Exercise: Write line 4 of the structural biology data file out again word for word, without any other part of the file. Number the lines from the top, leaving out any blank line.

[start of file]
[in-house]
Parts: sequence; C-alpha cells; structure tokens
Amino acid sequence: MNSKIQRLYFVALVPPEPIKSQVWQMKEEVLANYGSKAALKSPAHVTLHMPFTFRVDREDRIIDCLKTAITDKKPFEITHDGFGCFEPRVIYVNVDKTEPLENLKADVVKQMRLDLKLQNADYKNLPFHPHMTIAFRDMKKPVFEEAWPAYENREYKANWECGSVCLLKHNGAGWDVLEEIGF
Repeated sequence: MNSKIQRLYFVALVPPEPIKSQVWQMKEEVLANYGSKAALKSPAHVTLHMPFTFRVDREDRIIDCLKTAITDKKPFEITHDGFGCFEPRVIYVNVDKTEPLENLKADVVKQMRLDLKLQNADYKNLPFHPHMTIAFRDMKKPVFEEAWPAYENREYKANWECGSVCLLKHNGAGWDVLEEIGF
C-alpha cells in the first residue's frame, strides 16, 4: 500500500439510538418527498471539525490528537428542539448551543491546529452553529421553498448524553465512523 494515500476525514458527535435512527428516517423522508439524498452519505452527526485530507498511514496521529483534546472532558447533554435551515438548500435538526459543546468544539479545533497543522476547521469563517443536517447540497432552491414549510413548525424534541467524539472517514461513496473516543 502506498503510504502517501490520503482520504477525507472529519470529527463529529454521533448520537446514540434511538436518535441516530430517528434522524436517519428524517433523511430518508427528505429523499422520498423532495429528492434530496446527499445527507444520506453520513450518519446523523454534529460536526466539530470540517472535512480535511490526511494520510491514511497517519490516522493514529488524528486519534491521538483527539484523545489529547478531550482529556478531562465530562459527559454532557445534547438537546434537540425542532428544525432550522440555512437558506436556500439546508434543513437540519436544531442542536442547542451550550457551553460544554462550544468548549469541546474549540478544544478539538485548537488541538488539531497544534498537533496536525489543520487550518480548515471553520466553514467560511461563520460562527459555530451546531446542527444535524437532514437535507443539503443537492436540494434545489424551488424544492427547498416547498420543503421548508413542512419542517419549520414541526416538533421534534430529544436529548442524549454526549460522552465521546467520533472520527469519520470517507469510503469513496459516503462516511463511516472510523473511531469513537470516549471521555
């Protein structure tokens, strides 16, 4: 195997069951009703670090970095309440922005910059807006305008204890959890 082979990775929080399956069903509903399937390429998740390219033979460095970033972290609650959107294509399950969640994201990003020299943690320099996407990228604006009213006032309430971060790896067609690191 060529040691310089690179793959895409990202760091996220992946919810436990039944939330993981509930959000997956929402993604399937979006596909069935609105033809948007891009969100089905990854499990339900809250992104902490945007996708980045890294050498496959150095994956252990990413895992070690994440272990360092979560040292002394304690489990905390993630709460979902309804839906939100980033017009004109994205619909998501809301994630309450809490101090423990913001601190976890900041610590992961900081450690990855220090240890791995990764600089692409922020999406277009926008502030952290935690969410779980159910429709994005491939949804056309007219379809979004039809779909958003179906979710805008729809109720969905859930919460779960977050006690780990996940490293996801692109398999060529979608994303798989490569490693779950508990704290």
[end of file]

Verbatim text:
Repeated sequence: MNSKIQRLYFVALVPPEPIKSQVWQMKEEVLANYGSKAALKSPAHVTLHMPFTFRVDREDRIIDCLKTAITDKKPFEITHDGFGCFEPRVIYVNVDKTEPLENLKADVVKQMRLDLKLQNADYKNLPFHPHMTIAFRDMKKPVFEEAWPAYENREYKANWECGSVCLLKHNGAGWDVLEEIGF